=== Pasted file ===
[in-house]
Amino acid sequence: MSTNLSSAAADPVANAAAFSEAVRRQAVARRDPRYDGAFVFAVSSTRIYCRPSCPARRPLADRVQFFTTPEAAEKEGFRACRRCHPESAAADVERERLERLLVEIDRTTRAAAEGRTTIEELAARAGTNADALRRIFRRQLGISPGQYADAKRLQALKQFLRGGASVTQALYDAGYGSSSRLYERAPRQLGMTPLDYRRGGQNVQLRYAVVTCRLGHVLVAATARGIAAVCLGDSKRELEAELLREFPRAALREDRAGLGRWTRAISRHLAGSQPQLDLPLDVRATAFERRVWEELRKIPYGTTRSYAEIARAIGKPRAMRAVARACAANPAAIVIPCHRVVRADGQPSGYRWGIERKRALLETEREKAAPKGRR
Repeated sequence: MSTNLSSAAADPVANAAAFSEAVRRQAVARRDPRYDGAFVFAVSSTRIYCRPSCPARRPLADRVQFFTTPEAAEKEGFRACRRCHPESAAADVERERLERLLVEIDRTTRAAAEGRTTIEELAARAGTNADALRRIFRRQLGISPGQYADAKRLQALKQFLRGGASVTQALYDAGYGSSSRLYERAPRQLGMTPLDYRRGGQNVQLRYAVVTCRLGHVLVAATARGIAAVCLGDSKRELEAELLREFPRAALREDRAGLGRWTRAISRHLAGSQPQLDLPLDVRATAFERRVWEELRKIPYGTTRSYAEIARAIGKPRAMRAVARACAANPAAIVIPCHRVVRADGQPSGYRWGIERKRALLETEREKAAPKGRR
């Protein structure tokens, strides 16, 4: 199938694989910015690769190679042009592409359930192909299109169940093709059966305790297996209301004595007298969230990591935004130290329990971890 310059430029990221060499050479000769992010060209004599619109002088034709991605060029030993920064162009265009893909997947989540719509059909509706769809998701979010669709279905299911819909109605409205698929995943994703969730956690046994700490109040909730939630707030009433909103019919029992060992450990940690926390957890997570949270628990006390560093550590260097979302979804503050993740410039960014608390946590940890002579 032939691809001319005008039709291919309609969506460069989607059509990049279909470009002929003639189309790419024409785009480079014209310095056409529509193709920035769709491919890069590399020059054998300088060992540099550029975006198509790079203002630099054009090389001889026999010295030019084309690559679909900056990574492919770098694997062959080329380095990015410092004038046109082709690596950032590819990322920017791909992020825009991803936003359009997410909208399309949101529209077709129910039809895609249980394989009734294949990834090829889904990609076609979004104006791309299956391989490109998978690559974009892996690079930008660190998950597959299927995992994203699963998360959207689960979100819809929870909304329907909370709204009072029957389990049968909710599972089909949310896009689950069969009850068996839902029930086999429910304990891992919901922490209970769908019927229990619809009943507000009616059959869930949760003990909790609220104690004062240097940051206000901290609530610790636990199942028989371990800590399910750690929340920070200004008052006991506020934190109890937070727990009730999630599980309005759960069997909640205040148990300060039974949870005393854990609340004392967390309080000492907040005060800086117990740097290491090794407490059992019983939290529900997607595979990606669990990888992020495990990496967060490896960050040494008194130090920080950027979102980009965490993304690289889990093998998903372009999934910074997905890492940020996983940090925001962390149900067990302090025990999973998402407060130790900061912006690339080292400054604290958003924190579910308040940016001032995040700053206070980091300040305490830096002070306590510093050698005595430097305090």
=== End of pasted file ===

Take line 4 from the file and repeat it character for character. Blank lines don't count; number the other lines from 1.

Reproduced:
């Protein structure tokens, strides 16, 4: 199938694989910015690769190679042009592409359930192909299109169940093709059966305790297996209301004595007298969230990591935004130290329990971890 310059430029990221060499050479000769992010060209004599619109002088034709991605060029030993920064162009265009893909997947989540719509059909509706769809998701979010669709279905299911819909109605409205698929995943994703969730956690046994700490109040909730939630707030009433909103019919029992060992450990940690926390957890997570949270628990006390560093550590260097979302979804503050993740410039960014608390946590940890002579 032939691809001319005008039709291919309609969506460069989607059509990049279909470009002929003639189309790419024409785009480079014209310095056409529509193709920035769709491919890069590399020059054998300088060992540099550029975006198509790079203002630099054009090389001889026999010295030019084309690559679909900056990574492919770098694997062959080329380095990015410092004038046109082709690596950032590819990322920017791909992020825009991803936003359009997410909208399309949101529209077709129910039809895609249980394989009734294949990834090829889904990609076609979004104006791309299956391989490109998978690559974009892996690079930008660190998950597959299927995992994203699963998360959207689960979100819809929870909304329907909370709204009072029957389990049968909710599972089909949310896009689950069969009850068996839902029930086999429910304990891992919901922490209970769908019927229990619809009943507000009616059959869930949760003990909790609220104690004062240097940051206000901290609530610790636990199942028989371990800590399910750690929340920070200004008052006991506020934190109890937070727990009730999630599980309005759960069997909640205040148990300060039974949870005393854990609340004392967390309080000492907040005060800086117990740097290491090794407490059992019983939290529900997607595979990606669990990888992020495990990496967060490896960050040494008194130090920080950027979102980009965490993304690289889990093998998903372009999934910074997905890492940020996983940090925001962390149900067990302090025990999973998402407060130790900061912006690339080292400054604290958003924190579910308040940016001032995040700053206070980091300040305490830096002070306590510093050698005595430097305090």